It happened again—I bought 3 paint samples and ended up choosing…the one I wanted in the first place. In this case, I’m talking about the color for the pink ceiling in my home office.
In fact, I was getting so sick of it that I only bought one paint sample for our master bedroom, slapped it on the wall, and let it confirm my suspicions…yep, I know what I want.
Do you sample?
I can’t decide how I feel about paint, wallpaper, or tile samples. On the one hand, if you’re trying to see if things go together (paint + wallpaper, for example), they’re pretty crucial.
But if you’re just trying to see what you like? I’m not sure anymore.
When it came to my home office, I picked a paint color for the ceiling, but then started questioning it…would it be too subtle? What if it just ended up looking white?
The funny thing is that those qualities that left me questioning it were the ones that drew me to it in the first place—I really wanted a subtle accent of pink, so it didn’t read like a baby girl’s nursery.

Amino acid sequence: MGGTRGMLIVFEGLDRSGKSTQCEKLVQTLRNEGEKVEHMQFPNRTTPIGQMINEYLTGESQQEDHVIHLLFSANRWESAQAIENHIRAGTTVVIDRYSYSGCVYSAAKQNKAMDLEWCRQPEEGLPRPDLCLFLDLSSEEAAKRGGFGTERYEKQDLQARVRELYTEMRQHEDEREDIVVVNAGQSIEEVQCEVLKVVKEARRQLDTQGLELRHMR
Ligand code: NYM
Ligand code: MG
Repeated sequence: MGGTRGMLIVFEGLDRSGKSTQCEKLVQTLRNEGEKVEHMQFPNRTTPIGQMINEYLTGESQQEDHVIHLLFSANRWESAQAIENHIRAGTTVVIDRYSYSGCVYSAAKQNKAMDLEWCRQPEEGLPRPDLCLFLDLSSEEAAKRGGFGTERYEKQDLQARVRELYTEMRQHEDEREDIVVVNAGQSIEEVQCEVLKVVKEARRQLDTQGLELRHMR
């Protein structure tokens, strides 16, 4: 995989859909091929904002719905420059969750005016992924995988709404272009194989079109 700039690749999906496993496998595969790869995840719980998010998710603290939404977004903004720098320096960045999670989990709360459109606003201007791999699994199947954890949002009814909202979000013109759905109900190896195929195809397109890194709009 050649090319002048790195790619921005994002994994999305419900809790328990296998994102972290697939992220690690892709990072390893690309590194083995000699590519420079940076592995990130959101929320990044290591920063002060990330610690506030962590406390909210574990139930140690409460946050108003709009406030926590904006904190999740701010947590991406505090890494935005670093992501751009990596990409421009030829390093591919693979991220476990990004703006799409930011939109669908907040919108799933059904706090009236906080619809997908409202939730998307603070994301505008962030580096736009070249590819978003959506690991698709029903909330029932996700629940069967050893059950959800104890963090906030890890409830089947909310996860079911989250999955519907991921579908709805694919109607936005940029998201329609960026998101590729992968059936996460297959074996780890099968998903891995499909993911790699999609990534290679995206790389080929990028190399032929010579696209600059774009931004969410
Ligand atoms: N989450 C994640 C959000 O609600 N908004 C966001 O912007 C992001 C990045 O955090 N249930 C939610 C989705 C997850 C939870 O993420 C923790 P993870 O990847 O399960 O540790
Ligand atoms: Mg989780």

It’s also possible that I’m using samples all wrong. I probably should get samples of paint colors that are closer in color, like getting just a shade darker and a shade lighter than the one I think I want. But my guess is that I would just end up picking the middle one anyway, since it’s the natural compromise.
Using Samples to Decide
What do you think of getting samples before committing?
Certainly, if you really can’t decide between two options, samples are the best way to get through to a final choice.
Usually, when you see it in person, and especially in context, it’s pretty obvious which one you actually want.
I don’t think it’s a bad thing if samples just help you confirm your initial choice, though. Sometimes you need to question your ideas in order to give yourself a chance to defend them—and in defending them, even to yourself, you realize what you really want.
Do you use samples? Tell me your thoughts over on Instagram.